If you want to prevent corrosion and extend the life of your water heater, one of the most important maintenance tasks you can perform is to check and change your unit’s anode rod. So what does a water heater’s anode rod do and why is it important to change it when it has deteriorated in your tank?
What is a water heater anode rod?
An anode rod is a metal rod that sticks into your water heater’s tank from the top of your unit. The rod is made of a steel core that is surrounded by a protective layer of magnesium, aluminum or zinc. The purpose of an anode rod is to protect your water heater’s exposed steel walls from corrosion and rusting.
How does a water heater anode rod work?
If you didn’t have an anode rod in your water heater’s tank, its steel walls would be susceptible to corrosion from the electrical currents that run through the minerals in the tank’s water. The anode rod sacrifices itself (hence why it’s often referred to as a “sacrificial anode rod”) because the material it’s made of is less noble than the steel walls of your water heater’s tank. So instead of eating away at the walls of your water heater, the electrical currents in the water attack the protective layer of the anode rod.
How often should you check your anode rod?
Generally, anode rods can last about 4-5 years depending on the mineral content of your water and how much your water heater is used. After that time, the anode rod can either become corroded (exposing its steel core) or covered in calcium. In either case, the anode rod will become ineffective and the electrical currents in your water will begin to attack the walls of your water heater.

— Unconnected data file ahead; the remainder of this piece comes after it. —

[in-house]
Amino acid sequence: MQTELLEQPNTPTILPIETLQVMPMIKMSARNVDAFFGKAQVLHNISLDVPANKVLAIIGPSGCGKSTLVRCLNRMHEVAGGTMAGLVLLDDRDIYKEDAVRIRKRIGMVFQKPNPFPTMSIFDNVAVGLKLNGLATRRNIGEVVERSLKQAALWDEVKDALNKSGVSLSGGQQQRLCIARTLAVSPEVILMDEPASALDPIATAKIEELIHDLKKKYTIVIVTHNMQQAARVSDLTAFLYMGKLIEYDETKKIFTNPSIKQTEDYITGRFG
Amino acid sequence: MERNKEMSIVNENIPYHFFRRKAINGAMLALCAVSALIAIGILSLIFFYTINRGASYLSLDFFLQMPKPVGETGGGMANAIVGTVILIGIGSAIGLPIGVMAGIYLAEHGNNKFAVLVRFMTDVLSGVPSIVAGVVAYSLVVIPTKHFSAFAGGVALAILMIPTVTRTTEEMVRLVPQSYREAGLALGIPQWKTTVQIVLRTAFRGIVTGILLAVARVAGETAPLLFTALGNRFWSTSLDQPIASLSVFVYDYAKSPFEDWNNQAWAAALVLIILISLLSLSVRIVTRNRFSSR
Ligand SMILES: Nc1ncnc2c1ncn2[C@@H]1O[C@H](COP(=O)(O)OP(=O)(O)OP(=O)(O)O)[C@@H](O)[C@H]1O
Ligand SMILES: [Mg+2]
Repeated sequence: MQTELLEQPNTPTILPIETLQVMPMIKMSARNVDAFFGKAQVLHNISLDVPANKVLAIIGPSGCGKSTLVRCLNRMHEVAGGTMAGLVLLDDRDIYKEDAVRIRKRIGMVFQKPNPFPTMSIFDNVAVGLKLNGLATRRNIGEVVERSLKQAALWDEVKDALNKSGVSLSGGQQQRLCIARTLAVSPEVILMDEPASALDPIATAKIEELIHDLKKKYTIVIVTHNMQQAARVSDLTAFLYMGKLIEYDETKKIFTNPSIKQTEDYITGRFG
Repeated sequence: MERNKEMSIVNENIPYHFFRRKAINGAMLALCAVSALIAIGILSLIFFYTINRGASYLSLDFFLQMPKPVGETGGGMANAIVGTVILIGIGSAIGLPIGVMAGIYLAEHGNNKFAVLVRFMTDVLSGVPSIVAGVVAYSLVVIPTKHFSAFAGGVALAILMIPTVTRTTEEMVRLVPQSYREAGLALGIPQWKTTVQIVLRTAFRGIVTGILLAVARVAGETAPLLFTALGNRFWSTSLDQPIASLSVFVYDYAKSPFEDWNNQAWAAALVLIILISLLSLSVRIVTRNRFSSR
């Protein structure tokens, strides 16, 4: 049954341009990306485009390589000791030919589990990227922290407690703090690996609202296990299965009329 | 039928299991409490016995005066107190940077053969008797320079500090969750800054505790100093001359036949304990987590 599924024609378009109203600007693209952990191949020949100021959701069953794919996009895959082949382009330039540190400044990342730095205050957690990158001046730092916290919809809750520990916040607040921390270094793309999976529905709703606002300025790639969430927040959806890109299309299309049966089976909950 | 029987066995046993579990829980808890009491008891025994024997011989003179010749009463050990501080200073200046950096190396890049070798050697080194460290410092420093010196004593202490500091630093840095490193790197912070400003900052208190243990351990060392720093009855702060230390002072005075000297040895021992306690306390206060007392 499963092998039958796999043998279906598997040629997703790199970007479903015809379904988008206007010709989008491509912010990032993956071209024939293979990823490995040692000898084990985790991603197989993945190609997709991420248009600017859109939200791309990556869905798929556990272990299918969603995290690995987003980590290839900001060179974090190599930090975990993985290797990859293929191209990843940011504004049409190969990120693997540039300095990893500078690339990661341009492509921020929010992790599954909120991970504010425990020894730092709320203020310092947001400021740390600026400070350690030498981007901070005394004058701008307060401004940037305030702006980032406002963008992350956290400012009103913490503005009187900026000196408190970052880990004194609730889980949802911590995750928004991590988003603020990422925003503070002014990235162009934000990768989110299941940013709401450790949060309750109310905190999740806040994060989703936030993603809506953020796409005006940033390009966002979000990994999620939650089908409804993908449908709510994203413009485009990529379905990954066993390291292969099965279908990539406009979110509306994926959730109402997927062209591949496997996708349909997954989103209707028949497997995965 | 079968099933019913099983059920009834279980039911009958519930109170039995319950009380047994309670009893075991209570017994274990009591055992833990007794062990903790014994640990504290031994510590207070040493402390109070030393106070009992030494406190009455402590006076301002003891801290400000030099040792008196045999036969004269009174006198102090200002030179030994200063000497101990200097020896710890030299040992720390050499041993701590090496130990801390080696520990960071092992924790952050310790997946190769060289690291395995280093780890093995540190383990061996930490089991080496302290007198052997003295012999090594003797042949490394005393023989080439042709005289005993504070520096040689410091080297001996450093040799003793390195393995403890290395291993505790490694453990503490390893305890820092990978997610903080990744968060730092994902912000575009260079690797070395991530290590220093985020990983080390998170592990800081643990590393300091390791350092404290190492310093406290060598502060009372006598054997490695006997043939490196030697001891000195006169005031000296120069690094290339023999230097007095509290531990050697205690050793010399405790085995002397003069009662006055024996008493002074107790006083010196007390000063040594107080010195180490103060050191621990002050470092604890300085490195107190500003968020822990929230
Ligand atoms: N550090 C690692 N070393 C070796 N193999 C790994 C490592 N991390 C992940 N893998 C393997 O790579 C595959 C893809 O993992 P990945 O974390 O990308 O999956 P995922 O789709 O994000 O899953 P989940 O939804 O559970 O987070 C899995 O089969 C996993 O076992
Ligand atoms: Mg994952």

To be safe, it’s best to check the condition of your anode rod every 2-3 years. If you notice that it’s time to replace your anode rod, you can call a professional like Cabrillo or replace it yourself by buying a new rod from a plumbing supply store.
If you have any questions about your water heater’s anode rod, or if you’d like a plumbing system serviced or installed in your home, contact Cabrillo, your San Francisco Bay Area plumbing, heating and cooling company.When to Replace Your Water Heater: 5 Tell-tale Signs » « Shower Diverter is Not Working? Here’s How to replace it